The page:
Subject Source: Local sources
Found in 13 Collections and/or Records:
Scope and Contents Field notebook belonging to Alexander Carmichael probably while he lived at 31, Raeburn Place, Edinburgh, as this address is written in ink on the first folio. Written on the inside front cover but heavily scored is text which reads 'Mrs Malcolm MacLeod, [- Islay], widow of Mal[colm] MacLeod [Loch-]. The majority of the notebook contains material collected from Donald Currie, crofter, Ìle/ Islay relating folklore and natural history about the birds, fish, shellfish and animals found in and...
Scope and Contents Field notebook belonging to Alexander Carmichael. Written on the inside front cover is '2/9 1870. Oban' and on the flyleaf is '[deleted: Twas] Friday 2 Sep[tember]. 1870. 12 noon from Ob[an]'. Folios 1-3r and 75r to 117v are blank. The text on folio 3v and 4r and 4v is written updside down and is later text (29 January 1875). The contents are in two distinct sections, the first being material collected on Lios Mòr/Lismore and the second being material collected in South Uist. Much of the...
Dates: 2 September 1870 to 7 October 1875
Scope and Contents Field notebook belonging to Alexander Carmichael containing material collected mostly in An Apainn/Appin and Lios Mòr/Lismore, Earra Ghàidheal/Argyllshire. A large proportion of the stories and biographical information about Appin was collected from Donald MacColl, foxhunter, Glencreran, who was known as Dòmhnall a' Bhrocair. Amongst the material collected from Dòmhnall a' Bhrocair are proverbs, sayings, customs, stories about local figures and families and historic anecdotes. The other main...
Dates: 1883 to 1887
Scope and Contents Note probably collected from Donald MacColl, foxhunter, Glencreran, Earra Ghàidheal/Argyllshire, about Captain Forrest, that he came from Spain [with the Spanish Armada] and had to swim across to Cru an eich [The Horse Shoe/Cru an Eich, Cearrara/Kerrera, Earra Ghàidheal/Argyllshire]. The note also mentions witches in Mull [Am Muile/Isle of Mull] that it was the 'chief place' for witches and that Calum Cille [St Columba] said 'Bi pairt am Muile dhiu fhad sa bhios bo dhu na bhreac ann' and the...
Dates: 27 September 1883
Scope and Contents Note probably collected from Donald MacColl [foxhunter, Glencreran, Earra Ghàidheal/Argyllshire] that there were [wooden] holy statues or images of Curalan [St Cyril], Calum Cille [St Columba] and St Moluag kept in the church on Cuirralan [Beinn Churalain], Earra Ghàidheal/Argyllshire] which were destroyed by 'sgampeoran' [scamps] who came to a bad end as a result and that there was a castle on top of Beinn Chuirailain [Beinn Churalain].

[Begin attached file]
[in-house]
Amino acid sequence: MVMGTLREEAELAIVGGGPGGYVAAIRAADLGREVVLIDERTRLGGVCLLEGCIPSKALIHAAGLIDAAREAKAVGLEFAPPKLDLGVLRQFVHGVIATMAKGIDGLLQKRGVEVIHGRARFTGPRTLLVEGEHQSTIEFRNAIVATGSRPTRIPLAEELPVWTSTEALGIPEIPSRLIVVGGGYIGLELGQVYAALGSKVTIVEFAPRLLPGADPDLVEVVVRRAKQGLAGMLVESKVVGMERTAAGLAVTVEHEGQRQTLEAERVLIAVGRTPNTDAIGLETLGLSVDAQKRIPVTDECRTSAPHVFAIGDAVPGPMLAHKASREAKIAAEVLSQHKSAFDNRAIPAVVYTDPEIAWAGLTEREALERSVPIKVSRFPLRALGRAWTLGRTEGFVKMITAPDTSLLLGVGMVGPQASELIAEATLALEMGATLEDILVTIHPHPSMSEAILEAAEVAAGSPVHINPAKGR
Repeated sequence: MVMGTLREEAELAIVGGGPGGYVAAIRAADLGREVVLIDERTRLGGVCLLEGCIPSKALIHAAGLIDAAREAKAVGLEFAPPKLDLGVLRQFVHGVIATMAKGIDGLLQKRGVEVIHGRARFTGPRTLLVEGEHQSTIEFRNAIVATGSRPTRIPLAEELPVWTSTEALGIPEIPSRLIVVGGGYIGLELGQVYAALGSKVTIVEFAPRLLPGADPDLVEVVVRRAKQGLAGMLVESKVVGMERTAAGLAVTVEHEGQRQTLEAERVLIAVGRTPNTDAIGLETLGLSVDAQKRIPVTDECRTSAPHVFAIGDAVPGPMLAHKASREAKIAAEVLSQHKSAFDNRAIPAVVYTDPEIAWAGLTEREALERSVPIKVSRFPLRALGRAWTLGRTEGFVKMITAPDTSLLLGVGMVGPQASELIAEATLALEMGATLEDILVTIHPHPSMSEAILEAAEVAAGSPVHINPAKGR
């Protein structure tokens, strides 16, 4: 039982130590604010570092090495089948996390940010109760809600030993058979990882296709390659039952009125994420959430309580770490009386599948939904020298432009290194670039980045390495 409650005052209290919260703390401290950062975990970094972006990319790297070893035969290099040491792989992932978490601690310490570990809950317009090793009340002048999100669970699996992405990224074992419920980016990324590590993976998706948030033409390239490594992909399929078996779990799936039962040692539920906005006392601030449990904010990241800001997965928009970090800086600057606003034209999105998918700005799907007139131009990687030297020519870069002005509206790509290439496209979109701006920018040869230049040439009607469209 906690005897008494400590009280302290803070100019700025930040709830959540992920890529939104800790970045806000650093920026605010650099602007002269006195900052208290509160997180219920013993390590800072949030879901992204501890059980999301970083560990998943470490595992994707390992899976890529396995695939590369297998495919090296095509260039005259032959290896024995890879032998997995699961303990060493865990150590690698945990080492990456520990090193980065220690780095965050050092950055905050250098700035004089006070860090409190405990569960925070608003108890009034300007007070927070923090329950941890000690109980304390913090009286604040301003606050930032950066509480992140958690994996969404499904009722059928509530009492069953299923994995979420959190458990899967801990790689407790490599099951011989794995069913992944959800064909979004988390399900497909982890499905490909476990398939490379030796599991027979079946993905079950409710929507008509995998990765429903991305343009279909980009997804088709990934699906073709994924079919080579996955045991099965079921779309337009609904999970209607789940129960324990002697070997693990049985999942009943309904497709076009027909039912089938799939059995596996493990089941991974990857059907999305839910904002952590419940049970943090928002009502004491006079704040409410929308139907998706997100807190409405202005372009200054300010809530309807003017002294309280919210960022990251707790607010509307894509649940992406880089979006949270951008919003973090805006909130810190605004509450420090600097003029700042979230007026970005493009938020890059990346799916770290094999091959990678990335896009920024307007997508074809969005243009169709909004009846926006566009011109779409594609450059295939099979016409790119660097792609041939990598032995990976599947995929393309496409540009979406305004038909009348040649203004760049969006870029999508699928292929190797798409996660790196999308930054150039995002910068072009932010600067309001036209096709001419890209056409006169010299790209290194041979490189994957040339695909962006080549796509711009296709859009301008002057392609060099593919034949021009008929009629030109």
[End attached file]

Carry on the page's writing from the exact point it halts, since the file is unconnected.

Dates: 29 August 1883
Scope and Contents Poetic dialogue between Calum Cille [St Columba] and Moluag [St Moluag] beginning 'Lismore, ars Maluag lis a Lismore gur sin lios broin Cal[um Cille].'
Dates: September 1870
Scope and Contents Publisher's proof of an article relating to Calum Cille/St Columba and Ì Chaluim Chille/Iona, Earra Ghàidheal/Argyllshire, bearing annotations in pencil, blue ink and black ink. The pages are numbered '3' and '4' and some of the sub-headings are 'Carn Cul Ri Eirinn, Port-a-Churiach and An Curach.
Scope and Contents Story about a blacksmith on Aoi [Ì Chaluim Chille/Iona, Earra Ghàidheal/Argyllshire] in St Columba's time. The blacksmith did not need to use tongs as he could hold the hot iron in his hands. He went to Mull [Muile] where he saw a beautiful woman with a cow. When he returned he said they should buy a cow and Calum Cille [St Columba] said 'Far am bi bo bith bean far am bi bean bith buair[eadh]' [Where there's a cow, there's a woman, and where there's a woman, there's trouble]. After that the...
Scope and Contents Story about fishing on Ìle/Islay collected from Donald Currie, crofter, Baile Meadhanach/Ballymeanach, there that fishing would take place at Oin Hailigeo [Abhainn Shailigeo/Saligo River] or Loch Gruinart and that once a man caught a losgain [frog or toad] and gave it to Calum Cille [St Columba], who made a curse that every salmon would face out to sea and none would return. The story concludes that the lake used to be full of salmon.
Dates: June 1887